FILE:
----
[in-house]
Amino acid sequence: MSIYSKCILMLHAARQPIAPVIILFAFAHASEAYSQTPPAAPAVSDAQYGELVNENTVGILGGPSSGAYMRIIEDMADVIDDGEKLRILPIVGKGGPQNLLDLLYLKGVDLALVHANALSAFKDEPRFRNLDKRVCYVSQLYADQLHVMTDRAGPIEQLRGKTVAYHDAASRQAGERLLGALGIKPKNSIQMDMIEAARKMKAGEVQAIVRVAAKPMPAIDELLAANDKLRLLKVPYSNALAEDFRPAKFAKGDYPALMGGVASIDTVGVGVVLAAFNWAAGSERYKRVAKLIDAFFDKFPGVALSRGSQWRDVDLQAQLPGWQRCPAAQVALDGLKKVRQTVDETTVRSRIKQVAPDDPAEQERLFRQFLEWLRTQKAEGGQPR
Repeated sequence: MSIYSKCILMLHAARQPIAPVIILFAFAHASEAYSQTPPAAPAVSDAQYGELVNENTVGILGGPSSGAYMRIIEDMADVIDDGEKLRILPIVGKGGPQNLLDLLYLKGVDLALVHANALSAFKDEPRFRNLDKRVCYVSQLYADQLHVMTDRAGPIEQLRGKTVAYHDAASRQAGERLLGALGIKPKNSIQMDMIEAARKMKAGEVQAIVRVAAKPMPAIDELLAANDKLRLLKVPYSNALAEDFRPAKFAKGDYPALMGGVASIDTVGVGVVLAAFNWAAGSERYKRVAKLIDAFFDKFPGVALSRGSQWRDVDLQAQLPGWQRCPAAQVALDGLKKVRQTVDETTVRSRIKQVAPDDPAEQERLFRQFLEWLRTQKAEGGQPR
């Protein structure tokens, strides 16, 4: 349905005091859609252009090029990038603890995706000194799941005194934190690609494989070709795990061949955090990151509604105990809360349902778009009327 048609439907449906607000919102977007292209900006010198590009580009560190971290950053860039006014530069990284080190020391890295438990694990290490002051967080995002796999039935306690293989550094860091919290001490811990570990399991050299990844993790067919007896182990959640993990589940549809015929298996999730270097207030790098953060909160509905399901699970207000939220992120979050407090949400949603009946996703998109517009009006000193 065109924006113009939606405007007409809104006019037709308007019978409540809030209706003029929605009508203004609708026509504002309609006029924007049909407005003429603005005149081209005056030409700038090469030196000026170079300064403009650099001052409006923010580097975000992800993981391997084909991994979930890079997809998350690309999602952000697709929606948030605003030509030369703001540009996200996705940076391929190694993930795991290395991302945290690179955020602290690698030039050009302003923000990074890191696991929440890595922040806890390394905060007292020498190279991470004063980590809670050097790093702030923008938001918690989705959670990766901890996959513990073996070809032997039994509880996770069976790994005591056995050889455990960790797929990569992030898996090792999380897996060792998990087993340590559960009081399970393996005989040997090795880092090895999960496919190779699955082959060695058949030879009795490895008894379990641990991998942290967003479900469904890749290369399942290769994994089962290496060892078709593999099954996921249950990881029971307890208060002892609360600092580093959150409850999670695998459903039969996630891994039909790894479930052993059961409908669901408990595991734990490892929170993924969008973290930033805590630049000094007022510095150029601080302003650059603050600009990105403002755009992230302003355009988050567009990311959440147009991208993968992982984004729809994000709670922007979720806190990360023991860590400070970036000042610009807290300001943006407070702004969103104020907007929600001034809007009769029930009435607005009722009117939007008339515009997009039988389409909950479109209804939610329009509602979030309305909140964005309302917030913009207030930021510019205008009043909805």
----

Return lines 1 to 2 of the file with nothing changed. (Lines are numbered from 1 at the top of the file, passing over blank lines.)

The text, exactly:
[in-house]
Amino acid sequence: MSIYSKCILMLHAARQPIAPVIILFAFAHASEAYSQTPPAAPAVSDAQYGELVNENTVGILGGPSSGAYMRIIEDMADVIDDGEKLRILPIVGKGGPQNLLDLLYLKGVDLALVHANALSAFKDEPRFRNLDKRVCYVSQLYADQLHVMTDRAGPIEQLRGKTVAYHDAASRQAGERLLGALGIKPKNSIQMDMIEAARKMKAGEVQAIVRVAAKPMPAIDELLAANDKLRLLKVPYSNALAEDFRPAKFAKGDYPALMGGVASIDTVGVGVVLAAFNWAAGSERYKRVAKLIDAFFDKFPGVALSRGSQWRDVDLQAQLPGWQRCPAAQVALDGLKKVRQTVDETTVRSRIKQVAPDDPAEQERLFRQFLEWLRTQKAEGGQPR